Thursday, November 11, 2010

Ed Skoog Nancy Rawles Jess Walter

Tonight, the Richard Hugo House presented the opening of its Literary Series “Under the Influence.” In its commitment to bring to the stage established authors presenting new works, Under the Influence has been a growing success in the Seattle art scene since its inception in 2007. Tonight featured Poet Ed Skoog, author Nancy Rawles and author Jess Walter.

Ed Skoog

As a rule I don’t care for poetry readings but I respect the craft and the ability of the poet to manipulate the language in a way that is not a part of common vernacular. Ed Skoog, himself, admits many people don’t like poetry readings but then again, Ed Skoog is not your normal poet.

First of all, the man is physically huge. Shake his hand and your whole appendagedisappears behind a fist of flesh. If he squeezed tight it would be hard to guess what would be louder, the sound of my bones cracking or the scream I would generate.

After Mr. Skoog’s introduction he takes the stage behind a far too small sized podium. He has the dignified manner of an Ivy league History teacher but his jokes are working on the the enthusiastic audience. It is his voice that concerns me. It is soft smooth and soothing as yoga studio. In the dim dark auditorium of Hugo House I am sure Mr. Skoog’s voice is going to cause me to drift asleep and plop my head into the lap of author Dave Boling, sitting next to me.

That was until Mr. Skoog began with a poem about drinking in a dive bar. YES! This is the way to start a poetry reading. Open up by channeling Charles Bukowski and I don’t care if the rest of the poems are so sappy I will require an insulin injection. You have won my heart.

Nancy Rawles

Next up is novelist and playwright Nancy Rawlings. Among her work, Rawles is the author of “My Jim” which expands the character of the runaway slave in “Huckleberry Finn” by telling what happened to the wife and children he left behind for freedom.
She is an amazing reader and could make a James Patterson novel palatable.

Her original piece tonight, was inspired by youth and the internal conversations one has when attraction takes over reason. It was a stream of conscious piece with each section covered the range of emotion from jealousy and rage to being silly to embarrassment to physical and intellectual attractions; all things that pass through the range of human emotion.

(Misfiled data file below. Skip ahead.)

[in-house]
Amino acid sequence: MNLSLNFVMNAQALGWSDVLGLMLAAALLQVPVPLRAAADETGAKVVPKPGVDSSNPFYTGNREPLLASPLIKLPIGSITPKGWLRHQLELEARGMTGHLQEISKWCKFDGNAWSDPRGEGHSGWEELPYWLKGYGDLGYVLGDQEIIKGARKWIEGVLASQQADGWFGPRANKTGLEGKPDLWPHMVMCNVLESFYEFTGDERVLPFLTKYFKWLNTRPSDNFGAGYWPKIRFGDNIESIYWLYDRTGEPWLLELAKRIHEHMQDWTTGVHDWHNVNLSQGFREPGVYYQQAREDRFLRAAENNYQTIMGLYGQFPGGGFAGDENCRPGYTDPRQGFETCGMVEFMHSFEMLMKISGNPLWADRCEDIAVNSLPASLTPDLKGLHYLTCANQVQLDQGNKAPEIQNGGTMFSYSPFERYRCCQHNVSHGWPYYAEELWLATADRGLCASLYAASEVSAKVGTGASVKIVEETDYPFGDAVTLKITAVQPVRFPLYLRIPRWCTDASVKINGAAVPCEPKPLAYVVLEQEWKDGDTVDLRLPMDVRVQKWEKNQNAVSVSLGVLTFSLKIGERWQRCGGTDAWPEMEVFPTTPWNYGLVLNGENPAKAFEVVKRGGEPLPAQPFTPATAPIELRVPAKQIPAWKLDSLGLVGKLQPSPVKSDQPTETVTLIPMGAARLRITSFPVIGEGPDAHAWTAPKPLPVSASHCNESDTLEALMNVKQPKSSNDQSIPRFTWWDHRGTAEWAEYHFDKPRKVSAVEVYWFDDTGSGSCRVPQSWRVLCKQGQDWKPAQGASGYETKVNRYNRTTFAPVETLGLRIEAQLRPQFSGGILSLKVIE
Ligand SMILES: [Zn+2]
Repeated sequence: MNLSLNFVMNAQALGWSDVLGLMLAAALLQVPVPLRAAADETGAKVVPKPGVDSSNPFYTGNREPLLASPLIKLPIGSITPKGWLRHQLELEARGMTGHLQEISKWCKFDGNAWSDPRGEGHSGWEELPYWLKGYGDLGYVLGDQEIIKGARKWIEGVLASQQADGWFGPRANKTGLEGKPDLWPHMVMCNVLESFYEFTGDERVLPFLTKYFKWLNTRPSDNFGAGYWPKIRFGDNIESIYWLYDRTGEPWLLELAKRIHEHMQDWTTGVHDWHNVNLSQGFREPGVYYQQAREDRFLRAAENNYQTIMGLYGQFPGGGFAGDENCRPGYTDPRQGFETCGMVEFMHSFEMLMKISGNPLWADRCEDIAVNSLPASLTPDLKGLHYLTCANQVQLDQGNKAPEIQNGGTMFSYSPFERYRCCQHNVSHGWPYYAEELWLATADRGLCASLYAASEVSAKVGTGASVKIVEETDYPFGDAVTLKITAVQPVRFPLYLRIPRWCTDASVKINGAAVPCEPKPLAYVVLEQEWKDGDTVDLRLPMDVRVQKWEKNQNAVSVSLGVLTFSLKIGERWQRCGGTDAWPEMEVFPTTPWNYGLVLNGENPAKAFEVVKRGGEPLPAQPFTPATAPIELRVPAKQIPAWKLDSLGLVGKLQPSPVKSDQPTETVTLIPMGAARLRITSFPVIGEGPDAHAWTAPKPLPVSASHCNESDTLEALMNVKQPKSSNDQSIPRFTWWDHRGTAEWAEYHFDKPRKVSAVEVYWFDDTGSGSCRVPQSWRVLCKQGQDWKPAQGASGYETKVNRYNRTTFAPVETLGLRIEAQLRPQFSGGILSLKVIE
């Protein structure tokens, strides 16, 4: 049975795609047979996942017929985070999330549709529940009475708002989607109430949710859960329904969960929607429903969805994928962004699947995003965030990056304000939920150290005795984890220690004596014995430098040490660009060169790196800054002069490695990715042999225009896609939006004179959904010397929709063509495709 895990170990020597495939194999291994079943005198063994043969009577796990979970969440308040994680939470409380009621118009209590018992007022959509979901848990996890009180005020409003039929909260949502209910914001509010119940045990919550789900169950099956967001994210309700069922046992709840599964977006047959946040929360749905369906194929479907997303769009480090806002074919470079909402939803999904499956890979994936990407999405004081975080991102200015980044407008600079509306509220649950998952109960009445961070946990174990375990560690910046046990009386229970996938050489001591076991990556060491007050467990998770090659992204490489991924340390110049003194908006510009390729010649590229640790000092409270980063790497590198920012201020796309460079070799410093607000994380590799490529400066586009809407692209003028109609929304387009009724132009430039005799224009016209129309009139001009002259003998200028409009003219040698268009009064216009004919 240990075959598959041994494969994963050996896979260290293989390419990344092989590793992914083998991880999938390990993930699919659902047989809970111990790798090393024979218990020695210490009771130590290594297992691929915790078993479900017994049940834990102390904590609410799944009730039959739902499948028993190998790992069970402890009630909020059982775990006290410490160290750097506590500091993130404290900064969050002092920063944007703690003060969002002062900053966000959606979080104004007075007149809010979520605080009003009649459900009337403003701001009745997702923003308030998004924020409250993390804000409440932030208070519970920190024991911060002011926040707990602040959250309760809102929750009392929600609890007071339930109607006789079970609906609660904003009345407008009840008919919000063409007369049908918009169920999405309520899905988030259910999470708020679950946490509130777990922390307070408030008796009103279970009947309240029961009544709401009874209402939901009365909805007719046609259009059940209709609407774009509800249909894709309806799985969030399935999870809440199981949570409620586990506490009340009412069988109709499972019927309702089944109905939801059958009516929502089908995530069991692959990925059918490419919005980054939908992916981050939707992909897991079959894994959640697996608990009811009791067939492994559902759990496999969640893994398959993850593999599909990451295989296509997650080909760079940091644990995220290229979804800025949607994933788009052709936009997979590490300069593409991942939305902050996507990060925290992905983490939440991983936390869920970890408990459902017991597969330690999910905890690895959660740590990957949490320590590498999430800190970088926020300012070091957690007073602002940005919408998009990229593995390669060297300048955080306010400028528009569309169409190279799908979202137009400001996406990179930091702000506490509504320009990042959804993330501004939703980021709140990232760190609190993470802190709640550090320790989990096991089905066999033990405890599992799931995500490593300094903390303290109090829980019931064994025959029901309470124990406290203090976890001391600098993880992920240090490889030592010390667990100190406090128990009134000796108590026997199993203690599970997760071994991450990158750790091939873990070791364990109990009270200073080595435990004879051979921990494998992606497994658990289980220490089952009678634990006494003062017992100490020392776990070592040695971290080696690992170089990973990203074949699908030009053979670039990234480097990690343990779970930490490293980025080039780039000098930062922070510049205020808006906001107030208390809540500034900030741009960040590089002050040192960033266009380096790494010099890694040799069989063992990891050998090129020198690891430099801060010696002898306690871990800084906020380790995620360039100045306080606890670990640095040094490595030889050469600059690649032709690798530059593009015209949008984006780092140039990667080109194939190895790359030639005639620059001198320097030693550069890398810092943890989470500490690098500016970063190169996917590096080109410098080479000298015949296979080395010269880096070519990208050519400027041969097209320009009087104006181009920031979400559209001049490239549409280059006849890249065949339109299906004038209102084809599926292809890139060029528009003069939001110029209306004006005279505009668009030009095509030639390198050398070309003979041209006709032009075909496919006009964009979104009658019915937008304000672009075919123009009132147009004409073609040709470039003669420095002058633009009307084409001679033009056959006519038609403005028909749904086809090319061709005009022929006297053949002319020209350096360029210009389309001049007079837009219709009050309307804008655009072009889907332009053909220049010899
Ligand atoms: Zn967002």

I am doing a lousy job of describing this piece. It was so complex and so intricate that my pitiful description cannot do this justice. It would be like trying to explain a Picasso painting to a blind man. I hope this story gets published or better yet I hope that if she ever reads at a literary event people go to listen to her talk. The lady is that good.

Jess Walter

Finally there was the headliner Jess Walter. Mr. Walter is the kind of versatile author most college students dream about becoming.

He is the ONLY author in history, to received the Edger Award for Mystery and has been a National Book Award finalist for literary fiction. In an age where every author is shoved into a certain genre so that the publishing houses can slot them, Walter has the freedom and talent to drive a publishing house, marketing department nuts.

Putting Walter’s reading style in context is not difficult. He reads clear and straight forward with little stage drama but an amazing amount of inflection that he draws out of his baritone voice and it is understandable why Mr. Walter does his own reading for the audio version.

So what does the man with this kind of pedigree present to the audience? A zombie story of course. Why not it was near Halloween.

Personally I am over Zombies, I am Zombied out. I understand the social analogies and the appeal to society eating one another but damn it I have had it with Zombies. Of course many said the same thing about Vampires so what do I know?
Walter story was creepy and humorous and strange and by Walter’s own admission unfinished. What as fascinating is that Mr. Walter did something I have never seen before at a reading. He presented an unfinished work.

As my old college professor tried to instill in me years ago, each sentence must stand alone. Each chapter must stand alone from the beginning to the end. Mr. Walter took an opening of a story, found a plausible ending for the reading and like the cliff hangers of old television left the door open for more.

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